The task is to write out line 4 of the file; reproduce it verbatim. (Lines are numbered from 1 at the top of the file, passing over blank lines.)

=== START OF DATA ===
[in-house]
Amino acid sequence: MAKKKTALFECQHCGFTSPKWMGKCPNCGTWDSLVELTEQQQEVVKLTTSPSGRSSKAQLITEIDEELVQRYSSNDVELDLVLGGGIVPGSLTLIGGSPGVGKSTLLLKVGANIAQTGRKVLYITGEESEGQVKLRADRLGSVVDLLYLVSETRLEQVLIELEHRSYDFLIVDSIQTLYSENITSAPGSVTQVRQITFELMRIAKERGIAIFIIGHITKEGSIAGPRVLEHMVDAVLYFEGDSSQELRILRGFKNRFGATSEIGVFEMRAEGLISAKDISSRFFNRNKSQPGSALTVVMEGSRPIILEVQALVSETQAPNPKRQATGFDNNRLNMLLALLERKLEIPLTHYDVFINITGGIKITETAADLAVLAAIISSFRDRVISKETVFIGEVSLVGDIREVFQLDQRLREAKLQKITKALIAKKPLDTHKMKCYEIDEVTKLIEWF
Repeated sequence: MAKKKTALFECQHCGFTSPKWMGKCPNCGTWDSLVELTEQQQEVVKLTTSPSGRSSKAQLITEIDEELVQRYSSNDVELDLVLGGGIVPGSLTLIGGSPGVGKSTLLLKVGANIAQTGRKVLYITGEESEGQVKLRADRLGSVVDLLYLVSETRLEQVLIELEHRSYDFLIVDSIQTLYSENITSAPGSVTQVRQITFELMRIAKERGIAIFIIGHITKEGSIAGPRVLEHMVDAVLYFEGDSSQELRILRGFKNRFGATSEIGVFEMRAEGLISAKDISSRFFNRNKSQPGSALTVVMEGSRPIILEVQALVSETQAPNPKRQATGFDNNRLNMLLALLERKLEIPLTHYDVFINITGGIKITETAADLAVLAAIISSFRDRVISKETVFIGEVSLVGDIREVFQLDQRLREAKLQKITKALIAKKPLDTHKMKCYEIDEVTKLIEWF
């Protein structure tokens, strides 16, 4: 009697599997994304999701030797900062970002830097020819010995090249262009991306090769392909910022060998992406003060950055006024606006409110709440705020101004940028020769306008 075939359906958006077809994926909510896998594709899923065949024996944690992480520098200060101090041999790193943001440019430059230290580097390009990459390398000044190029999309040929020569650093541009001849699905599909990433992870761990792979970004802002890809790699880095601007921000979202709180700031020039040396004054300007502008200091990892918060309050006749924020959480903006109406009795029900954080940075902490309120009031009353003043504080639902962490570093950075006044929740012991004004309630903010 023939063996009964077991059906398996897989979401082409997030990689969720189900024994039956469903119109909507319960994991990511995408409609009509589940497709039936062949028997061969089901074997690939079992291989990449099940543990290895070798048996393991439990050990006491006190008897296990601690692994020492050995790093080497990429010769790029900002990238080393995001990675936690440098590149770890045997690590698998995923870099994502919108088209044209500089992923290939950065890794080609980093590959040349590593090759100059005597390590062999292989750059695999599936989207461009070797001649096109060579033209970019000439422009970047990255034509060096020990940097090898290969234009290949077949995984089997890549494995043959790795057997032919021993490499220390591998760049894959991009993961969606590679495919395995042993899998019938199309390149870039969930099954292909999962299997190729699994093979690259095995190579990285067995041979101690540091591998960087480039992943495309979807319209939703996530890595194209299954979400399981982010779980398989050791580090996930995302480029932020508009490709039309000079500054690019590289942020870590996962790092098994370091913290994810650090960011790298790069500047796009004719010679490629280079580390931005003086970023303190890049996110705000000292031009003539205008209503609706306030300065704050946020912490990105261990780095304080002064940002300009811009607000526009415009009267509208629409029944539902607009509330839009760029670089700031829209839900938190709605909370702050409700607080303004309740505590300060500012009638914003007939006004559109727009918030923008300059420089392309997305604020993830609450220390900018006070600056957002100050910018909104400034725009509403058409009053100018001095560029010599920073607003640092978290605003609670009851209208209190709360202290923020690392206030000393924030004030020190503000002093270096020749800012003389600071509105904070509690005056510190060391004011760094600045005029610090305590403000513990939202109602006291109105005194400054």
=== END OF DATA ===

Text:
């Protein structure tokens, strides 16, 4: 009697599997994304999701030797900062970002830097020819010995090249262009991306090769392909910022060998992406003060950055006024606006409110709440705020101004940028020769306008 075939359906958006077809994926909510896998594709899923065949024996944690992480520098200060101090041999790193943001440019430059230290580097390009990459390398000044190029999309040929020569650093541009001849699905599909990433992870761990792979970004802002890809790699880095601007921000979202709180700031020039040396004054300007502008200091990892918060309050006749924020959480903006109406009795029900954080940075902490309120009031009353003043504080639902962490570093950075006044929740012991004004309630903010 023939063996009964077991059906398996897989979401082409997030990689969720189900024994039956469903119109909507319960994991990511995408409609009509589940497709039936062949028997061969089901074997690939079992291989990449099940543990290895070798048996393991439990050990006491006190008897296990601690692994020492050995790093080497990429010769790029900002990238080393995001990675936690440098590149770890045997690590698998995923870099994502919108088209044209500089992923290939950065890794080609980093590959040349590593090759100059005597390590062999292989750059695999599936989207461009070797001649096109060579033209970019000439422009970047990255034509060096020990940097090898290969234009290949077949995984089997890549494995043959790795057997032919021993490499220390591998760049894959991009993961969606590679495919395995042993899998019938199309390149870039969930099954292909999962299997190729699994093979690259095995190579990285067995041979101690540091591998960087480039992943495309979807319209939703996530890595194209299954979400399981982010779980398989050791580090996930995302480029932020508009490709039309000079500054690019590289942020870590996962790092098994370091913290994810650090960011790298790069500047796009004719010679490629280079580390931005003086970023303190890049996110705000000292031009003539205008209503609706306030300065704050946020912490990105261990780095304080002064940002300009811009607000526009415009009267509208629409029944539902607009509330839009760029670089700031829209839900938190709605909370702050409700607080303004309740505590300060500012009638914003007939006004559109727009918030923008300059420089392309997305604020993830609450220390900018006070600056957002100050910018909104400034725009509403058409009053100018001095560029010599920073607003640092978290605003609670009851209208209190709360202290923020690392206030000393924030004030020190503000002093270096020749800012003389600071509105904070509690005056510190060391004011760094600045005029610090305590403000513990939202109602006291109105005194400054």